In addition, according to a 2018 study, since many video games simulate real-life situations they encountered during their service, it makes socialization easier since they can relate to and find common ground with other gamers while playing.

This can help ease symptoms of depression, anxiety, and even PTSD in Veterans, which affects 20% of the Veterans who have served since 9/11.

Watch here as Verizon dives into the stories of three Veteran gamers to learn how video games helped them build community, deal with trauma and have some fun.

Band of Gamers www.youtube.com

Video games have been especially beneficial to Veterans since the beginning of the pandemic when all of us — Veterans included — have been even more isolated than ever before.

And that's why Verizon launched a challenge last year, which saw $30,000 donated to four military charities.

And this year, they're going even bigger by launching a new World of Warships charity tournament in partnership with Wargaming and Wounded Warrior Project called "Verizon Warrior Series." During the tournament, gamers will be able to interact with the game's iconic ships in new and exciting ways, all while giving back.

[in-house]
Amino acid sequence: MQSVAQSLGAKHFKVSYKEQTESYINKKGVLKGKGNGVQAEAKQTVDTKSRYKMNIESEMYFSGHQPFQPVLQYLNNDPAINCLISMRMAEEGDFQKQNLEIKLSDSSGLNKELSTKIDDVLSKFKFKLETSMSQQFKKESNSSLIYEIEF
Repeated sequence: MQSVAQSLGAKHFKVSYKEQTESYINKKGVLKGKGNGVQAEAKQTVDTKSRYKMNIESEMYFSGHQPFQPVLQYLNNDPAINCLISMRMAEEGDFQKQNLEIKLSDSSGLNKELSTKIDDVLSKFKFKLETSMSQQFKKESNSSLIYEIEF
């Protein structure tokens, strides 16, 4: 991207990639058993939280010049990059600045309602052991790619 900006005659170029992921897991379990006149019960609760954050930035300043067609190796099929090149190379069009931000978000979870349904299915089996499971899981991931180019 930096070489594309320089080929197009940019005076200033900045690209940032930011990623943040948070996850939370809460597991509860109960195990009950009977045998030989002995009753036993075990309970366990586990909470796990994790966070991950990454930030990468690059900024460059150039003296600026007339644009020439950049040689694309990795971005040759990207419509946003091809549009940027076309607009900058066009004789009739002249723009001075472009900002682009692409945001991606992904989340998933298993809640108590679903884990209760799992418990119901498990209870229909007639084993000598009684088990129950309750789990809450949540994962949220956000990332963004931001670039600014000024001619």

Together with these nonprofits, the tournament will welcome teams all across the nation in order to raise money for military charities helping Veterans in need. There will be a $100,000 prize pool donated to these charities, as well as donation drives for injured Veterans at every match during the tournament to raise extra funds.

Verizon is also providing special discounts to Those Who Serve communities, including military and first responders, and they're offering a $75 in-game content military promo for World of Warships.

Tournament finals are scheduled for August 8, so be sure to tune in to the tournament and donate if you can in order to give back to Veterans in need.

Courtesy of Verizon

Ready for the weekend? Of course, you are. Here's our weekly dose of good vibes to help you shed the stresses of the workweek and put yourself in a great frame of mind.

These 10 stories made us happy this week because they feature amazing creativity, generosity, and one super-cute fish.

1. Diver befriends a fish with the cutest smile

Hawaiian underwater photographer Yuki Nakano befriended a friendly porcupine fish and now they hang out regularly.